Last year, I investigated the harsh realities of poverty in the UK. In one of the world’s richest countries, I found 14 million people living in poverty, rising infant mortality rates, falling life expectancy for some groups, foodbanks springing up everywhere, rising homelessness, and overloaded and struggling schools and police services. Most of these problems are the direct result of government policies.
But in its response to my final report as UN Special Rapporteur, published last month, the government has refused to take these findings seriously, instead preferring a defensive approach that sidesteps all the real issues. This week, the UK and other governments will have the chance to discuss the report directly when I present it to the UN Human Rights Council.
The government’s response so far has consisted of three strategies. The first is denial. The report is “barely believable”, they say. In other words, it’s a load of rubbish. A pity then that a senior official of the Department of Work and Pensions subsequently told a House of Commons committee that the report was “factually correct” and that “in terms of austerity, cuts to local government funding, in terms of the reliance that we have on the labour market and the risk we face if there is a recession” the report made “really good points that we have taken on board, and we should take on board”.
The report relies on the government’s own data and that of some of the UK’s most reputable institutions. These findings should not be controversial, and the government should be addressing them instead of trying to muddy established facts.
The second strategy is distraction. Rather than acknowledge the extent of poverty, inequality, unaffordable housing, or hunger, the government pointed to a “UN report” that supposedly shows “the UK is one of the happiest places in the world to live”. Aside from the fact that it’s not a UN report (but a report to the UN, that actually lists the UK as fifteenth in the world); acknowledging that many people in the UK are happy and that employment levels are at a record high does not refute the fact that too many are facing severe hardship.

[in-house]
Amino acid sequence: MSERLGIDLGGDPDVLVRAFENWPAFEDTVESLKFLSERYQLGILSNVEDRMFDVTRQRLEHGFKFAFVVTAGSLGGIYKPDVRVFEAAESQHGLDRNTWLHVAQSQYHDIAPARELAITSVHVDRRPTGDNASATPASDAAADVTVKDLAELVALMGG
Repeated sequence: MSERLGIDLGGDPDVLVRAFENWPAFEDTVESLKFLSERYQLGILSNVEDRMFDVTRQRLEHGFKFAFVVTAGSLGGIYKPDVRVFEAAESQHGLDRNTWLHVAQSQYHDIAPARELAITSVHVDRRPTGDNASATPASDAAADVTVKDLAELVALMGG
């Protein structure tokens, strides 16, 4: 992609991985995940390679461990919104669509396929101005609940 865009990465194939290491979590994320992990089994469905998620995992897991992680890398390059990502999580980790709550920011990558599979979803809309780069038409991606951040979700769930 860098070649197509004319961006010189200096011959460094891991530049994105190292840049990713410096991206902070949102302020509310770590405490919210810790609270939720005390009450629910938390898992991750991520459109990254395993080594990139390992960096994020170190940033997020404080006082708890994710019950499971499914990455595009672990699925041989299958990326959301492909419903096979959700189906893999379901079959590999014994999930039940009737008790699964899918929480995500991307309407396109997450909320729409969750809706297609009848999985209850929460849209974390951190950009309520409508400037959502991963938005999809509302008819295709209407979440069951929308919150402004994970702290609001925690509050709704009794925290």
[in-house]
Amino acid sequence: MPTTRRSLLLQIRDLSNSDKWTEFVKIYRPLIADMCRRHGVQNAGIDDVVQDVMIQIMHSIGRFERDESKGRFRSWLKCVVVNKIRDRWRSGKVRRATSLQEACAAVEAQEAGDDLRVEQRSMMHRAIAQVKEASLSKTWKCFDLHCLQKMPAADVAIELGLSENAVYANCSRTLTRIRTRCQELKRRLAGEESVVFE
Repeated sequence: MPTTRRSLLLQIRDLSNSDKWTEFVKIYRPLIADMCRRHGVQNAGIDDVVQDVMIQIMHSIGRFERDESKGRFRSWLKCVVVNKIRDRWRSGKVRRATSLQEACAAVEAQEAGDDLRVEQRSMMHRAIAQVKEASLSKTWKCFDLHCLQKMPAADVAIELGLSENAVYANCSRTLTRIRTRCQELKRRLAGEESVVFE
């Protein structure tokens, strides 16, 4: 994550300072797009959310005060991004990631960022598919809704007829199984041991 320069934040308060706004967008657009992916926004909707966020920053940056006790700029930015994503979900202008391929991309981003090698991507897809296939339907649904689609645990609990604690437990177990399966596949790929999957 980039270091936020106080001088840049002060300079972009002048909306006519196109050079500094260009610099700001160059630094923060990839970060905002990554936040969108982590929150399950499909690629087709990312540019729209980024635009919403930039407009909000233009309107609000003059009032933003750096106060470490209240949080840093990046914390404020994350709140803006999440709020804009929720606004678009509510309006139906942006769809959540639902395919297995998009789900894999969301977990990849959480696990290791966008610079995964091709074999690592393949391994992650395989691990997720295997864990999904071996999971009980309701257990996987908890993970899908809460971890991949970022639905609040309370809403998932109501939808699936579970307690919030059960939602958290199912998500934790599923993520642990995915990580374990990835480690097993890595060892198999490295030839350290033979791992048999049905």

The government claims it has “increased the generosity of benefits in recent years” and takes credit for small tweaks to its own harsh policies, but this is a blatant mischaracterisation of decisions to massively reduce public spending and systematically erode the value of benefits for those needing support.
Third, attack the messenger. The government claimed the report was insufficiently researched, “based on a tiny period of time spent here”. But it knows that my team and I spent months preparing for this visit, reviewing countless existing reports, making more than 100 advance consultations, and reviewing more than 300 submissions. And although the report is based on much more than the standard 12-day country visit, I spent that time meeting with people in poverty, prominent researchers, and frontline staff at foodbanks and advice centres, many of whom said they wished the government would do the same.
What is most puzzling to me is why the government is so defensive. Starting in 2010, it pursued a radical re-engineering of the welfare state, making poverty and its related outcomes foreseeable. If the government is being honest, it should “own” the consequences and say “yes, poverty is rising, inequality has increased, economic and social insecurity are rampant, and children are going hungry, but this is the price of trimming the budget and incentivising work.” Instead it is denying the predictable effects of its own policies.
If there is any good news, it is that these policies could still be reversed with huge savings in terms of economic and social trauma and much greater productivity in the future. This should be the time for a frank reckoning and a change of direction. All that is needed is a vision to make all Britons, not just the wealthy, better off, and to commit to minimum levels of social justice for all.